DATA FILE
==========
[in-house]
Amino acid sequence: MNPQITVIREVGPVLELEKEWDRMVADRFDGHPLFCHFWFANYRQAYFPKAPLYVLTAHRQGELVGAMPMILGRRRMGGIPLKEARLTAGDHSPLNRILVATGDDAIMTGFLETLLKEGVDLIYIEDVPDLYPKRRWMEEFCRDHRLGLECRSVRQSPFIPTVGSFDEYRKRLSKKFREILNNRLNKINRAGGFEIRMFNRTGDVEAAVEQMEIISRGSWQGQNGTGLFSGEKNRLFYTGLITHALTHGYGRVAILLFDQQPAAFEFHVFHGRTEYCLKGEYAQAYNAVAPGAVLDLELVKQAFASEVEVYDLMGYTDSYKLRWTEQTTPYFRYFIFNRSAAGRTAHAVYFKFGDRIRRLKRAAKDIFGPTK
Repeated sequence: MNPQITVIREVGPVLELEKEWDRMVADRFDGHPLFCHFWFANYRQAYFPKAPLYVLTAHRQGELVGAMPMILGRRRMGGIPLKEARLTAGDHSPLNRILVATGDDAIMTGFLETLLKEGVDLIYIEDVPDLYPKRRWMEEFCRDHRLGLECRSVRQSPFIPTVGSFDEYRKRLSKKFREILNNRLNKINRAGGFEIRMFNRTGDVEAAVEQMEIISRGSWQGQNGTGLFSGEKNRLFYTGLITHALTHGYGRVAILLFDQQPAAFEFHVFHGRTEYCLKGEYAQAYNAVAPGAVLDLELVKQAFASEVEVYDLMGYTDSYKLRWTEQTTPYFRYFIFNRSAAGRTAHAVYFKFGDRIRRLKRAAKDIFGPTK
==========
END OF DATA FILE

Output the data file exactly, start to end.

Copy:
[in-house]
Amino acid sequence: MNPQITVIREVGPVLELEKEWDRMVADRFDGHPLFCHFWFANYRQAYFPKAPLYVLTAHRQGELVGAMPMILGRRRMGGIPLKEARLTAGDHSPLNRILVATGDDAIMTGFLETLLKEGVDLIYIEDVPDLYPKRRWMEEFCRDHRLGLECRSVRQSPFIPTVGSFDEYRKRLSKKFREILNNRLNKINRAGGFEIRMFNRTGDVEAAVEQMEIISRGSWQGQNGTGLFSGEKNRLFYTGLITHALTHGYGRVAILLFDQQPAAFEFHVFHGRTEYCLKGEYAQAYNAVAPGAVLDLELVKQAFASEVEVYDLMGYTDSYKLRWTEQTTPYFRYFIFNRSAAGRTAHAVYFKFGDRIRRLKRAAKDIFGPTK
Repeated sequence: MNPQITVIREVGPVLELEKEWDRMVADRFDGHPLFCHFWFANYRQAYFPKAPLYVLTAHRQGELVGAMPMILGRRRMGGIPLKEARLTAGDHSPLNRILVATGDDAIMTGFLETLLKEGVDLIYIEDVPDLYPKRRWMEEFCRDHRLGLECRSVRQSPFIPTVGSFDEYRKRLSKKFREILNNRLNKINRAGGFEIRMFNRTGDVEAAVEQMEIISRGSWQGQNGTGLFSGEKNRLFYTGLITHALTHGYGRVAILLFDQQPAAFEFHVFHGRTEYCLKGEYAQAYNAVAPGAVLDLELVKQAFASEVEVYDLMGYTDSYKLRWTEQTTPYFRYFIFNRSAAGRTAHAVYFKFGDRIRRLKRAAKDIFGPTK